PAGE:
California has long been referred to as an “edenic utopia…tropical paradise…ultimate cash prize…and glamorous celebrity haven”. California has always been idolized as the land of plenty whether it is celebrities, jobs or natural resources like water and land. California has also been touted as one of the agricultural epicenters of the United States.
What does this Art Wood cartoon tell us about the dream of a lush and fertile agricultural center?
Allmendinger’s article calls attention to the ‘plight’ of the family farm, noting Hanson’s work Fields without Dreams where the author sheds light on the California dream vs. the reality. Hanson states farming “provides contact with nature and isolation from the ills of society but…also involves financial hardship, brute labor and loneliness.” also noting that “family farms are a goner”. Gone are the days of expansive open space, flowing rivers and fertile valleys. Here are the days of corporate profit and never ending drought. In California the reality of crops that survive solely on imported water replaces the myth of always green and lush agricultural valleys. The dream of family owned farms profiting from their daily toils is replaced by farmers who can barely make ends meet.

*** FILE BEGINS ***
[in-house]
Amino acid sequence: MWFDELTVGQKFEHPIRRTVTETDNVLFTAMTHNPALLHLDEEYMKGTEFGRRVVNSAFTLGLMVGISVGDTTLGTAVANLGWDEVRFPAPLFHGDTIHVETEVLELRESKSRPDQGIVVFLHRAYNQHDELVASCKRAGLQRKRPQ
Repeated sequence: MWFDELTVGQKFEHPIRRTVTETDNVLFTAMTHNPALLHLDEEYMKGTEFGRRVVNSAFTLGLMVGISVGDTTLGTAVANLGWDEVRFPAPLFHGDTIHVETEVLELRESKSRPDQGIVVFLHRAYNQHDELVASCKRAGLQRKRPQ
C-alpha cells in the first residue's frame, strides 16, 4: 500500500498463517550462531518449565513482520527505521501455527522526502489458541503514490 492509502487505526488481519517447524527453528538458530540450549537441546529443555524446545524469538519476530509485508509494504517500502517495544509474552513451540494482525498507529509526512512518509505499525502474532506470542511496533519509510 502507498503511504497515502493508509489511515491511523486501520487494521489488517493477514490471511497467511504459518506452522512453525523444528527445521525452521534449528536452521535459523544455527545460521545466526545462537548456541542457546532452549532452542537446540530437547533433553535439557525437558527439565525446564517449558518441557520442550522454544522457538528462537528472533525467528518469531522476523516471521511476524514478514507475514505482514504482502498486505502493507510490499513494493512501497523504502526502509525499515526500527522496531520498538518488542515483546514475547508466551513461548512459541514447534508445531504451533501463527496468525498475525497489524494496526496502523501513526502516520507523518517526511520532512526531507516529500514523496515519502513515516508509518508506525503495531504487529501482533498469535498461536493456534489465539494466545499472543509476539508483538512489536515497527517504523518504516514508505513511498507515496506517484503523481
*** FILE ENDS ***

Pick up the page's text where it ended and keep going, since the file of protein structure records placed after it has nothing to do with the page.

Allmendinger, Blake. “All About Eden.” Reading California: Art, Image, and Identity: 1900-2000. Eds. Stephanie Baron, Sheri Bernstein, and Ilene Susa Fort. Berkley: University of California Press, 2000. 133-128. Print
Wood, Art. “Where Do We Go From Here?” Cartoon, Farm Bureau News, 1983.